I spent every moment possible in the art room through school and give credit to my art teacher for nuturing my creativity. I still paint, but writing to me is painting with words.

Interesting topic!
Be well~
Amanda McIntyre

RobinRenee said...

Hello Leanna,

I like to think of myself as a work artist, that loves to create worlds filled with fantasy.

I can't really say what the society thinks, because I don't get to involved in the outside world, other then on the net, of course, and my net peeps are wonderful! I guess we could add the government to that also. I'm one of those reclusive writers that pretty much stays in my four little walls..LOL.

My close family supports me by just being here and telling me that I can do anything that I put my mind to...There is nothing more that they could do that they haven't already done. Having Faith in me is all that I could ever ask for!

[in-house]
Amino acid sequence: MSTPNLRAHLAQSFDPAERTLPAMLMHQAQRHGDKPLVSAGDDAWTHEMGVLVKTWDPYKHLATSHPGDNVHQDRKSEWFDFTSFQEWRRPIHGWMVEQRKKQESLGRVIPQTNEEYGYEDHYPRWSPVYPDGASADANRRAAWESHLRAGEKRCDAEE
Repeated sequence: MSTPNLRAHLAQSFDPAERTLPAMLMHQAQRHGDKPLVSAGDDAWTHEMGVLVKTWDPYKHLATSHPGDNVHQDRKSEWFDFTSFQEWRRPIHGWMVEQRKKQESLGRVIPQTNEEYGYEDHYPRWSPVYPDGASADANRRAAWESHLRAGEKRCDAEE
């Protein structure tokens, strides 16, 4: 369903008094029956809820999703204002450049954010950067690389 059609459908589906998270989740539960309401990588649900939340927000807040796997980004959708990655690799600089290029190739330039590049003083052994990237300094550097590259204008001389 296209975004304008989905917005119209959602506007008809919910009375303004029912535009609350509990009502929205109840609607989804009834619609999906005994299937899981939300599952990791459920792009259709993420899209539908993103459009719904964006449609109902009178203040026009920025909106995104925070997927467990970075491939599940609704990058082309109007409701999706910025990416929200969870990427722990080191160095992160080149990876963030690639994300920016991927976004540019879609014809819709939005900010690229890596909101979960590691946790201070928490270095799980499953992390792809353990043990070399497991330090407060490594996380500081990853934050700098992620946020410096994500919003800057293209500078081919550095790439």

Have a great evening!

http://www.robinreneeray.webs.com/
http://www.robinreneeray.blogspot.com

Kate Richards said...

I'm always thrilled with the support I get from family and old family friends in particular. I spoke with an eighty year old friend of the family yesterday, way off in Brooklyn who plans to get all her friends to read my work. My erotic romances. Never think age slows people down!

Maureen said...

I'd prefer to leave the government out of the arts, just invites censorship.

I think of myself as an artist and for the last three years have entered erotic poetry in the Seattle Erotic Arts Festival Literay Arts competition...which is how I think of what I write. A literary art!

Leanne Dyck said...

Amanda, Robin and Kate thank you for your comments.
Amanda, I too agree that it's important to keep art in the school. And 'Shakespearan syndrom'--I like that, can't wait to use it.
Robin, it sounds like you have a wonderfully supportive family.